All the while, he watched Ayers Saint Gross grow, working in numerous roles as it did. Glenn helped create the D.C. and Tempe offices, held positions in staffing, HR, project management, and as Chief Operating Officer. He created new Ayers Saint Gross entities including ASG VIS and he was instrumental in the creation of the ESOP in 2013. And he watched the number of employees grow as well, from only a dozen people to more than 200.

“In my role, I have touched so many projects in a meaningful way and I love the flexibility of working on pursuits, design, detailing, construction administration, contracts, and risk management,” Glenn says. “It is really rewarding to win a project, shake the hands of a client and then walk into their dream building in a couple of years and see them with a big smile on their faces. And I’ve done that hundreds of times.”

The University of Baltimore John and Frances Angelos Law Center

One of Glenn’s favorite projects, in which he served as the Principal-in-Charge: the John and Frances Angelos Law Center at the University of Baltimore

Looking Back

During his 45 years of practice, Glenn has always been active in organizations to benefit the architectural profession. He was an editor and author of the 13th edition of The Architects Handbook on Professional Practice and he was elevated to Fellowship in the AIA in 2009. Additionally, he has served on the University of Maryland School of Architecture Advisory Board for more than twenty years and as chair for three years.

Some of his favorite projects that he worked on with Ayers Saint Gross include the Wor-Wic Community College master plan and subsequent architecture projects, the University of Maryland Center for Performing Arts, the John and Frances Angelos Law Center at the University of Baltimore, and the Fred W. Smith National Library for the Study of George Washington.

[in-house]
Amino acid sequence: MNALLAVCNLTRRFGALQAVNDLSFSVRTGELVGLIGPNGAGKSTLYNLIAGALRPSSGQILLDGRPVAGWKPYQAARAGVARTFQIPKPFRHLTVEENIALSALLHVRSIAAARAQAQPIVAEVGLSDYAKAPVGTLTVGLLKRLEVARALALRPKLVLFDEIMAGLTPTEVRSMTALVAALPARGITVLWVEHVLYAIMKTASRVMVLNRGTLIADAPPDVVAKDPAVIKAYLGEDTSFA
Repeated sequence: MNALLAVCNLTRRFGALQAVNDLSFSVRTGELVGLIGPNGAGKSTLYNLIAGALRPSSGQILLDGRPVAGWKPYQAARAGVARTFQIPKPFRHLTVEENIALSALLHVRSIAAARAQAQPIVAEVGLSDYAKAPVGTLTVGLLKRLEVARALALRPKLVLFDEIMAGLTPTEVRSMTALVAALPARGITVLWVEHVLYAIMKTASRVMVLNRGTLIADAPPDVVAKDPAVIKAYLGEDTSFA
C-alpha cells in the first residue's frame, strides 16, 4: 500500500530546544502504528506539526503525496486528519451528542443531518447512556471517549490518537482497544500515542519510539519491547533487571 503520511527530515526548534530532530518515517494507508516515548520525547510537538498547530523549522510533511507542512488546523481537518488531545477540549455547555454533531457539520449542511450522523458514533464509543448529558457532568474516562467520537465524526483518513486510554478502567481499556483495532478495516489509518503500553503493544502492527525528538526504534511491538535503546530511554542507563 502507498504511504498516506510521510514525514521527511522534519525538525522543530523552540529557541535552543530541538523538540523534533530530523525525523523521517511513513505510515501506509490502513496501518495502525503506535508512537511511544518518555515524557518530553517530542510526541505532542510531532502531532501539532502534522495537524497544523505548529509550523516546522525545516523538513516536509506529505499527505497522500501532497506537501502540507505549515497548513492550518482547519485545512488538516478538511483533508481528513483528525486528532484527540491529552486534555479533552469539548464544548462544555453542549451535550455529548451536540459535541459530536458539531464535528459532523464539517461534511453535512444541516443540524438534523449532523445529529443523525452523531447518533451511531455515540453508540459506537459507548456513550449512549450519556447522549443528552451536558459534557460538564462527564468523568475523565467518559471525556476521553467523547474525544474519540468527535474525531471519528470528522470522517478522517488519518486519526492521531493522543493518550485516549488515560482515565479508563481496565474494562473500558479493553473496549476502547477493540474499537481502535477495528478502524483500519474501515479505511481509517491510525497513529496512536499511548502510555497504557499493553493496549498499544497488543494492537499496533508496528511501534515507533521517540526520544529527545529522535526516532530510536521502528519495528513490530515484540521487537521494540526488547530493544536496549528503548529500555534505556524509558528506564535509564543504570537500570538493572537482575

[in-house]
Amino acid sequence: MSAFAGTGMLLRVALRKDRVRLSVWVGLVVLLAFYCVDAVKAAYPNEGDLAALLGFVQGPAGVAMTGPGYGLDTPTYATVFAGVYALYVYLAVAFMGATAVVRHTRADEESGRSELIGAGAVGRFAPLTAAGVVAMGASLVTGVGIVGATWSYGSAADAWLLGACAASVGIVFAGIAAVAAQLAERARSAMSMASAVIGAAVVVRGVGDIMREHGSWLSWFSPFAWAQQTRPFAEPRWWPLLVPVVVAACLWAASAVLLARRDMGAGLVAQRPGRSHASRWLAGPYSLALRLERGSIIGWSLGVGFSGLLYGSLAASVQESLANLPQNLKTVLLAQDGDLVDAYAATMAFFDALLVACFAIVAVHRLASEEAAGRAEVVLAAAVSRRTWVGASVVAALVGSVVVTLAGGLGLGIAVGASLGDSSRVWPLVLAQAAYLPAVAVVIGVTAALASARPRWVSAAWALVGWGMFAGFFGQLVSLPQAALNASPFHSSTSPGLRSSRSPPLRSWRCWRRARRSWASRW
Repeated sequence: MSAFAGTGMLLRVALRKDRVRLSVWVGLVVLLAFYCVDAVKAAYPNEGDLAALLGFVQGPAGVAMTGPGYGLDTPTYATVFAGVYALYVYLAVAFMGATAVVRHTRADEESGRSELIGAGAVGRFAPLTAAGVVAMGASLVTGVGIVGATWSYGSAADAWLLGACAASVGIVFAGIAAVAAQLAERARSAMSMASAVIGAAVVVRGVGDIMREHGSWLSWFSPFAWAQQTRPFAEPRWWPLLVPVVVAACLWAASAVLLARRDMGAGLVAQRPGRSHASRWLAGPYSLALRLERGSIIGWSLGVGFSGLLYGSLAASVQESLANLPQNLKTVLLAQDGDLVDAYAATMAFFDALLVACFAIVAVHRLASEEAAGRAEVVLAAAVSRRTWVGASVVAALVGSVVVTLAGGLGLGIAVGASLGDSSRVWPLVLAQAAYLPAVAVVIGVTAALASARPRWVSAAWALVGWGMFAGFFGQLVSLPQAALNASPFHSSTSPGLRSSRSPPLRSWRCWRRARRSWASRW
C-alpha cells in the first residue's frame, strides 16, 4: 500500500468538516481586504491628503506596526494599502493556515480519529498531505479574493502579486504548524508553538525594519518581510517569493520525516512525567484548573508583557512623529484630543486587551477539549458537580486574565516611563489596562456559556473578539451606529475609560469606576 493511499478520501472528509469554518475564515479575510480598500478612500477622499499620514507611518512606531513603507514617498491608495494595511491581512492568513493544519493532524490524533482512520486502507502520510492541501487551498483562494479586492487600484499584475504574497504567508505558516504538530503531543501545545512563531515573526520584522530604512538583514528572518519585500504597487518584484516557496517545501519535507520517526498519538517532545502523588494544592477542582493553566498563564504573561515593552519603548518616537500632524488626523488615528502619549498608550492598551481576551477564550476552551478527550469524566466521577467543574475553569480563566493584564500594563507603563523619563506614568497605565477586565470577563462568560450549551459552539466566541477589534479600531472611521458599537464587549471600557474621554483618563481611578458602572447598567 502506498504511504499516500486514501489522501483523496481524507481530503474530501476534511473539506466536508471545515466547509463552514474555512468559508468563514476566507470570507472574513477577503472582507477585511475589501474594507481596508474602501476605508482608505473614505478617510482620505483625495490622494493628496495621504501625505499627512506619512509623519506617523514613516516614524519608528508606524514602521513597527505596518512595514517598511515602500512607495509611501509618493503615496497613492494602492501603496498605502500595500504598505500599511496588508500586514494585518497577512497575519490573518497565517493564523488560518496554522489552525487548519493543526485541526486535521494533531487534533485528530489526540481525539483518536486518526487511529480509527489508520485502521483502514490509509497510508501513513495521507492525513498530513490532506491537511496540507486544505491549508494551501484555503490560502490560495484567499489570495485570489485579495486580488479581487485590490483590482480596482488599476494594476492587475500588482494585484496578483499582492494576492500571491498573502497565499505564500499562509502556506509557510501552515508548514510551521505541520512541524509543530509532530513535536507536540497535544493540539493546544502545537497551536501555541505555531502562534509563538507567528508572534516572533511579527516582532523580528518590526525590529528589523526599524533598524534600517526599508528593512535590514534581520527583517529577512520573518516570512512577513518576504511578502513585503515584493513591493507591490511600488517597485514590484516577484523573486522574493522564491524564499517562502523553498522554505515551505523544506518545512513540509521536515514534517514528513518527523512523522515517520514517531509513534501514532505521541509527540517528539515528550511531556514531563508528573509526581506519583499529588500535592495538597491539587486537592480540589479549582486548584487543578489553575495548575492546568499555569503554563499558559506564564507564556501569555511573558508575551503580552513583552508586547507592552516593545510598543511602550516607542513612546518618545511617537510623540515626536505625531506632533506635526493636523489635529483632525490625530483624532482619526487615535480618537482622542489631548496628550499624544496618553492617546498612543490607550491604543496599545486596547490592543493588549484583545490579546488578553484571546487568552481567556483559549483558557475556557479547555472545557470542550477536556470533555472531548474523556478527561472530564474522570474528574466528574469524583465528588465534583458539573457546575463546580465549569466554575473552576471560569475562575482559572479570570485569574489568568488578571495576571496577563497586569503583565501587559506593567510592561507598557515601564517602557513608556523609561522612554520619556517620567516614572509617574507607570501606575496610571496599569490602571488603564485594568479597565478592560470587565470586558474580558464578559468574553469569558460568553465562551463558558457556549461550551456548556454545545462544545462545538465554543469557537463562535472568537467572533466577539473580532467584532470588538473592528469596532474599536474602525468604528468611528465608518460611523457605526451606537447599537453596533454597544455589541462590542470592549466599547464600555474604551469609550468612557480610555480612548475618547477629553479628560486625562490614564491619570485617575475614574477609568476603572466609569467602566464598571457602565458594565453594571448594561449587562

In recent years, Glenn has transitioned to more of a risk management and leadership role. Outside of the firm, he has taken leadership positions with the AIA Trust, which provides risk management resources like insurance policies and pension plans for AIA member firms. Currently, he is serving as the 2023 chair.

Glenn looks forward to his next steps in retirement, which could include traveling, spending time with family, and pursuing his many outdoor hobbies of golfing, skiing, surfing, and scuba diving.

Looking back on his career, Glenn says that while he’s proud of the projects, he’s even more grateful for the people he got to know and work with along the way. He has worked hard to share his knowledge and experience with the next generation of architects, welcoming new leaders to ensure the firm’s continued success.

“From 1978 to today, I have had tremendous opportunities to work with some highly talented, great groups of people,” he says. “We are now competing with the best architects in the world and we are doing great things. I’m so proud of the work we are doing.”

Mount Vernon Library

Another of Glenn’s favorite projects: the Fred W. Smith National Library for the Study of George Washington

Your browser is out-of-date!

Update your browser to view this website correctly. Update my browser now